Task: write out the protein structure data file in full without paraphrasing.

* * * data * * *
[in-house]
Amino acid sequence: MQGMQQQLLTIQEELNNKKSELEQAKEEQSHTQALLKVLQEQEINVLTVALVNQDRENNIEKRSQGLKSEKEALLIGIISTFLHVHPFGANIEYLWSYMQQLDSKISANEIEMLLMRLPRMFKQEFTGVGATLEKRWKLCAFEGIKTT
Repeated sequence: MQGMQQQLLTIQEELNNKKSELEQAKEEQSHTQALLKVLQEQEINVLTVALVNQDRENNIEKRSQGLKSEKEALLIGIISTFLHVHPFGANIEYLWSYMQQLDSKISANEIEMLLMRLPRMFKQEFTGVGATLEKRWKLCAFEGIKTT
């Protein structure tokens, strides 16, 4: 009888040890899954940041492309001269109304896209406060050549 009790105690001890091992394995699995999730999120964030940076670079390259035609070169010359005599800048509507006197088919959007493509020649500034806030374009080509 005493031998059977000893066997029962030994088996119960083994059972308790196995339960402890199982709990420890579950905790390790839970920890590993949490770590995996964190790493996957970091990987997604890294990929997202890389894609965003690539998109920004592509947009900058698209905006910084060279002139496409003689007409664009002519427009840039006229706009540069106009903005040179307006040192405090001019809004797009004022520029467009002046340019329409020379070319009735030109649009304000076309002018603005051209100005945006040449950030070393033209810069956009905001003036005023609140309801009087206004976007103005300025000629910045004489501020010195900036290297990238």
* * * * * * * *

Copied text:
[in-house]
Amino acid sequence: MQGMQQQLLTIQEELNNKKSELEQAKEEQSHTQALLKVLQEQEINVLTVALVNQDRENNIEKRSQGLKSEKEALLIGIISTFLHVHPFGANIEYLWSYMQQLDSKISANEIEMLLMRLPRMFKQEFTGVGATLEKRWKLCAFEGIKTT
Repeated sequence: MQGMQQQLLTIQEELNNKKSELEQAKEEQSHTQALLKVLQEQEINVLTVALVNQDRENNIEKRSQGLKSEKEALLIGIISTFLHVHPFGANIEYLWSYMQQLDSKISANEIEMLLMRLPRMFKQEFTGVGATLEKRWKLCAFEGIKTT
């Protein structure tokens, strides 16, 4: 009888040890899954940041492309001269109304896209406060050549 009790105690001890091992394995699995999730999120964030940076670079390259035609070169010359005599800048509507006197088919959007493509020649500034806030374009080509 005493031998059977000893066997029962030994088996119960083994059972308790196995339960402890199982709990420890579950905790390790839970920890590993949490770590995996964190790493996957970091990987997604890294990929997202890389894609965003690539998109920004592509947009900058698209905006910084060279002139496409003689007409664009002519427009840039006229706009540069106009903005040179307006040192405090001019809004797009004022520029467009002046340019329409020379070319009735030109649009304000076309002018603005051209100005945006040449950030070393033209810069956009905001003036005023609140309801009087206004976007103005300025000629910045004489501020010195900036290297990238």